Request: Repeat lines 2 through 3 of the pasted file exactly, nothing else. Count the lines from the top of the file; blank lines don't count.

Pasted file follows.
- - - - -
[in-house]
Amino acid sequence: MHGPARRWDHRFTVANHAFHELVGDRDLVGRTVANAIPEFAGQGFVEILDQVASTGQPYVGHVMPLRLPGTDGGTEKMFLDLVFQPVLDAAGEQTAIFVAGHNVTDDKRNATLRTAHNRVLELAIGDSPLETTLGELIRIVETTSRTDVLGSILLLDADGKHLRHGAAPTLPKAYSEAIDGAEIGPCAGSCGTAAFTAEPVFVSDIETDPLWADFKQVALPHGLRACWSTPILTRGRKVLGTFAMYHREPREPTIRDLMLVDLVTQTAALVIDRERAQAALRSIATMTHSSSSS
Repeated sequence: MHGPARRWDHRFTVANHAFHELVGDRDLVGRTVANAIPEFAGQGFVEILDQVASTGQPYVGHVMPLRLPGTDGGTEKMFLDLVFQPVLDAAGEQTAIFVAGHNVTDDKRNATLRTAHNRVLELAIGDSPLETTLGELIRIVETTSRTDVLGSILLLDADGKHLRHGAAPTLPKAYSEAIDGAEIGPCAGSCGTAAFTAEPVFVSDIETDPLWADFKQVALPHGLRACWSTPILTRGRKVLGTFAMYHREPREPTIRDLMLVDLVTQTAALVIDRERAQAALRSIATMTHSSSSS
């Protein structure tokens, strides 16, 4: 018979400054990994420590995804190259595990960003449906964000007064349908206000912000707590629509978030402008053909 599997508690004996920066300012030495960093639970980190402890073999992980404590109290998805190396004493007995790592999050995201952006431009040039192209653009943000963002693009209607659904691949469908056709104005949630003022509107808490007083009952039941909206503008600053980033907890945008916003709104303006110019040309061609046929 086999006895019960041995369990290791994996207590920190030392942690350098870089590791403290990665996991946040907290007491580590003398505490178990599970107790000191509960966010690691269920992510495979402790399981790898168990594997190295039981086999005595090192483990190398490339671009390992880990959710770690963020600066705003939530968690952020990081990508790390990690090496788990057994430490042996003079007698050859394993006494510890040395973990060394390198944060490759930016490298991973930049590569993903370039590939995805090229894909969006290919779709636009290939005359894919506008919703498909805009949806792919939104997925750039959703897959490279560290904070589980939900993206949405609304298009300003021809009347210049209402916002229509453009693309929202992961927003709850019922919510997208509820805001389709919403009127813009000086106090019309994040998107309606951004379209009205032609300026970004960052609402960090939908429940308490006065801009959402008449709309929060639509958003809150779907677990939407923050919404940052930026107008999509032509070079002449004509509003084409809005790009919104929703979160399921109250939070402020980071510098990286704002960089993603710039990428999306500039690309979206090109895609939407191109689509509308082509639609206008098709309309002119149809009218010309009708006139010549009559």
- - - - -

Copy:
Amino acid sequence: MHGPARRWDHRFTVANHAFHELVGDRDLVGRTVANAIPEFAGQGFVEILDQVASTGQPYVGHVMPLRLPGTDGGTEKMFLDLVFQPVLDAAGEQTAIFVAGHNVTDDKRNATLRTAHNRVLELAIGDSPLETTLGELIRIVETTSRTDVLGSILLLDADGKHLRHGAAPTLPKAYSEAIDGAEIGPCAGSCGTAAFTAEPVFVSDIETDPLWADFKQVALPHGLRACWSTPILTRGRKVLGTFAMYHREPREPTIRDLMLVDLVTQTAALVIDRERAQAALRSIATMTHSSSSS
Repeated sequence: MHGPARRWDHRFTVANHAFHELVGDRDLVGRTVANAIPEFAGQGFVEILDQVASTGQPYVGHVMPLRLPGTDGGTEKMFLDLVFQPVLDAAGEQTAIFVAGHNVTDDKRNATLRTAHNRVLELAIGDSPLETTLGELIRIVETTSRTDVLGSILLLDADGKHLRHGAAPTLPKAYSEAIDGAEIGPCAGSCGTAAFTAEPVFVSDIETDPLWADFKQVALPHGLRACWSTPILTRGRKVLGTFAMYHREPREPTIRDLMLVDLVTQTAALVIDRERAQAALRSIATMTHSSSSS